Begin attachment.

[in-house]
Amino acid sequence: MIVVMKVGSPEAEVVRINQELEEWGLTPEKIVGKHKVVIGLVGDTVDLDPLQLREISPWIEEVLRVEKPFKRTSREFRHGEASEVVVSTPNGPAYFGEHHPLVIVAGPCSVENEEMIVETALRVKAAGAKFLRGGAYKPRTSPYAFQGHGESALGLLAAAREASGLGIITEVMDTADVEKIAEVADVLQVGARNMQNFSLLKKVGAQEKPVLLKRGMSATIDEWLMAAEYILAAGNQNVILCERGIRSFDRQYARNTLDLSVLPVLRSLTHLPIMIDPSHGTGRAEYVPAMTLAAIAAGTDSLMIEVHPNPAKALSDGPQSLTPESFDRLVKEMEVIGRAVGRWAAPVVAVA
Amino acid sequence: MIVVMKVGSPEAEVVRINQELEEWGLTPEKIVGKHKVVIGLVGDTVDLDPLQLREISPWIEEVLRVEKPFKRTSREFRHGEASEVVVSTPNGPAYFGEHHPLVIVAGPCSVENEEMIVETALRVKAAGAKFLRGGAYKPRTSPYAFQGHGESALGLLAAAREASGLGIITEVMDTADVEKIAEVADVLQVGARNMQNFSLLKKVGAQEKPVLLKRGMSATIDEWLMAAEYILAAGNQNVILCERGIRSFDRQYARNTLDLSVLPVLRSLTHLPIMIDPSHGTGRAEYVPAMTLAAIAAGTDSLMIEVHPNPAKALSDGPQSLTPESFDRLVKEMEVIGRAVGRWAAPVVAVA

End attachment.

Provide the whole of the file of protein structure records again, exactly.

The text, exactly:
[in-house]
Amino acid sequence: MIVVMKVGSPEAEVVRINQELEEWGLTPEKIVGKHKVVIGLVGDTVDLDPLQLREISPWIEEVLRVEKPFKRTSREFRHGEASEVVVSTPNGPAYFGEHHPLVIVAGPCSVENEEMIVETALRVKAAGAKFLRGGAYKPRTSPYAFQGHGESALGLLAAAREASGLGIITEVMDTADVEKIAEVADVLQVGARNMQNFSLLKKVGAQEKPVLLKRGMSATIDEWLMAAEYILAAGNQNVILCERGIRSFDRQYARNTLDLSVLPVLRSLTHLPIMIDPSHGTGRAEYVPAMTLAAIAAGTDSLMIEVHPNPAKALSDGPQSLTPESFDRLVKEMEVIGRAVGRWAAPVVAVA
Amino acid sequence: MIVVMKVGSPEAEVVRINQELEEWGLTPEKIVGKHKVVIGLVGDTVDLDPLQLREISPWIEEVLRVEKPFKRTSREFRHGEASEVVVSTPNGPAYFGEHHPLVIVAGPCSVENEEMIVETALRVKAAGAKFLRGGAYKPRTSPYAFQGHGESALGLLAAAREASGLGIITEVMDTADVEKIAEVADVLQVGARNMQNFSLLKKVGAQEKPVLLKRGMSATIDEWLMAAEYILAAGNQNVILCERGIRSFDRQYARNTLDLSVLPVLRSLTHLPIMIDPSHGTGRAEYVPAMTLAAIAAGTDSLMIEVHPNPAKALSDGPQSLTPESFDRLVKEMEVIGRAVGRWAAPVVAVA